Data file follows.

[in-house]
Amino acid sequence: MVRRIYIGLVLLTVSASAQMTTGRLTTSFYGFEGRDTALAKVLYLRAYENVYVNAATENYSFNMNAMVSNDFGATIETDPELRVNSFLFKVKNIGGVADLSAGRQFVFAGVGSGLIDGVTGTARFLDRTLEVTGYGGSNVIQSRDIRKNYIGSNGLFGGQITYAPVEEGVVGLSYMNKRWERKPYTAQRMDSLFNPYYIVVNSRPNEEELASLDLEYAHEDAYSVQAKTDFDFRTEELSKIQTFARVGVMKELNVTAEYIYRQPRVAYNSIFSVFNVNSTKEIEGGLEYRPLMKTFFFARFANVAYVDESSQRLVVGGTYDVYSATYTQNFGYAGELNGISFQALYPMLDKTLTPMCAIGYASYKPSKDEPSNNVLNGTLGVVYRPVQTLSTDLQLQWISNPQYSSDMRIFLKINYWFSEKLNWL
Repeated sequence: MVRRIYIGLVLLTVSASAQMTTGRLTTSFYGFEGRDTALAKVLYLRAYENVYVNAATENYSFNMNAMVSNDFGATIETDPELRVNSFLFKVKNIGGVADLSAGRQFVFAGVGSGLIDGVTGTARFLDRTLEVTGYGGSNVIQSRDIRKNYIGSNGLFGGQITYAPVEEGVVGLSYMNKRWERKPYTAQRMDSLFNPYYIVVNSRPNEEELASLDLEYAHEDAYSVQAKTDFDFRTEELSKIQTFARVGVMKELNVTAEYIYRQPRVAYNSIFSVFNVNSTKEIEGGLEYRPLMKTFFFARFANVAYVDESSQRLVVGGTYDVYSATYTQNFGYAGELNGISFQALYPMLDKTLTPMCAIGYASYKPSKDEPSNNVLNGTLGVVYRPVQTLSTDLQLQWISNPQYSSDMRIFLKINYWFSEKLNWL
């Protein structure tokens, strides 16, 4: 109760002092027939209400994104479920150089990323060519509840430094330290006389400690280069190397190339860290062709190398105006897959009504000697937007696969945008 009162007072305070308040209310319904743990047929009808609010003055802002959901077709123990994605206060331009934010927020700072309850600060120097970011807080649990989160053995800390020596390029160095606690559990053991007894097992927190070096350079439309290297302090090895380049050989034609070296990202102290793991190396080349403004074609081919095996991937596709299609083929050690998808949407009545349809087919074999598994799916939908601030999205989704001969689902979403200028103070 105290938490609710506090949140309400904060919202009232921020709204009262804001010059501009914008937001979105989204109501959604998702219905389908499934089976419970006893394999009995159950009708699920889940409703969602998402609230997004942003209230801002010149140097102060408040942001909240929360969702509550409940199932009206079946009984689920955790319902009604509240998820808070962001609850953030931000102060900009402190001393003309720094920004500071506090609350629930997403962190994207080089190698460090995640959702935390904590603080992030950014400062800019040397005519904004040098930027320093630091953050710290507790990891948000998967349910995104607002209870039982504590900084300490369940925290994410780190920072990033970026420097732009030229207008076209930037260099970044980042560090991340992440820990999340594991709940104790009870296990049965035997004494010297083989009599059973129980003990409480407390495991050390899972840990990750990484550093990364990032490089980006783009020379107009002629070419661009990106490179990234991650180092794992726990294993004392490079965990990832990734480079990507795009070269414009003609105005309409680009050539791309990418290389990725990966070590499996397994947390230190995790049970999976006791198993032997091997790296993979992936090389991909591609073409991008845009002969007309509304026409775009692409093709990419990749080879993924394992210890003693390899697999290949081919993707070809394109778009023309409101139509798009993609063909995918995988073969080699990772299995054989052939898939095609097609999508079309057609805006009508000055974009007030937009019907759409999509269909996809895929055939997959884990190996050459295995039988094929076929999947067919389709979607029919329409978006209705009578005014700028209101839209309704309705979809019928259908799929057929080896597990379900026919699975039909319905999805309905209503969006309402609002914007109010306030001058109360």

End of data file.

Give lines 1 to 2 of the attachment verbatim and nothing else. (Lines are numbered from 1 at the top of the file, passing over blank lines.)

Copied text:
[in-house]
Amino acid sequence: MVRRIYIGLVLLTVSASAQMTTGRLTTSFYGFEGRDTALAKVLYLRAYENVYVNAATENYSFNMNAMVSNDFGATIETDPELRVNSFLFKVKNIGGVADLSAGRQFVFAGVGSGLIDGVTGTARFLDRTLEVTGYGGSNVIQSRDIRKNYIGSNGLFGGQITYAPVEEGVVGLSYMNKRWERKPYTAQRMDSLFNPYYIVVNSRPNEEELASLDLEYAHEDAYSVQAKTDFDFRTEELSKIQTFARVGVMKELNVTAEYIYRQPRVAYNSIFSVFNVNSTKEIEGGLEYRPLMKTFFFARFANVAYVDESSQRLVVGGTYDVYSATYTQNFGYAGELNGISFQALYPMLDKTLTPMCAIGYASYKPSKDEPSNNVLNGTLGVVYRPVQTLSTDLQLQWISNPQYSSDMRIFLKINYWFSEKLNWL